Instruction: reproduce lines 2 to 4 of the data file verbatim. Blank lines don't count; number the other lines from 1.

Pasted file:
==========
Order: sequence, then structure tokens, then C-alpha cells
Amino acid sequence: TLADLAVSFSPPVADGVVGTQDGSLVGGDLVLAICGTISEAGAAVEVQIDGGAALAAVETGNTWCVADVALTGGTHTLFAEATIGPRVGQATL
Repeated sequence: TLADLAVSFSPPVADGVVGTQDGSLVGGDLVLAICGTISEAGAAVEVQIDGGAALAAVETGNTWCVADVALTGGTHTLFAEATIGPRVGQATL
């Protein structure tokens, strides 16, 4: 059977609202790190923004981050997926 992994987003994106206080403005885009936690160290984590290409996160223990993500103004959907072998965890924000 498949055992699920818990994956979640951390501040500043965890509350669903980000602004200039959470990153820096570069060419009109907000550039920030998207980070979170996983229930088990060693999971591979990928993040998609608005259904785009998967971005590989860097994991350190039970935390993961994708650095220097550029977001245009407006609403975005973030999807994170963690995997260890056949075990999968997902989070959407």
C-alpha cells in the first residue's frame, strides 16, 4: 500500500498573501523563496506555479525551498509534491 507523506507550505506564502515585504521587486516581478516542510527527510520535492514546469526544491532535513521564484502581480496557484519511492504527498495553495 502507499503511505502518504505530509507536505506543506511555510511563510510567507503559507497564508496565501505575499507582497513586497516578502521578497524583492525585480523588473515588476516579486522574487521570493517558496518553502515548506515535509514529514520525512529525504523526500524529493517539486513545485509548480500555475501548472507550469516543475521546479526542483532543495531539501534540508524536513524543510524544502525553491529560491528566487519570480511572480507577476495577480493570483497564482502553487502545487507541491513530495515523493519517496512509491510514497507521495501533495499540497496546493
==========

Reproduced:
Amino acid sequence: TLADLAVSFSPPVADGVVGTQDGSLVGGDLVLAICGTISEAGAAVEVQIDGGAALAAVETGNTWCVADVALTGGTHTLFAEATIGPRVGQATL
Repeated sequence: TLADLAVSFSPPVADGVVGTQDGSLVGGDLVLAICGTISEAGAAVEVQIDGGAALAAVETGNTWCVADVALTGGTHTLFAEATIGPRVGQATL
């Protein structure tokens, strides 16, 4: 059977609202790190923004981050997926 992994987003994106206080403005885009936690160290984590290409996160223990993500103004959907072998965890924000 498949055992699920818990994956979640951390501040500043965890509350669903980000602004200039959470990153820096570069060419009109907000550039920030998207980070979170996983229930088990060693999971591979990928993040998609608005259904785009998967971005590989860097994991350190039970935390993961994708650095220097550029977001245009407006609403975005973030999807994170963690995997260890056949075990999968997902989070959407």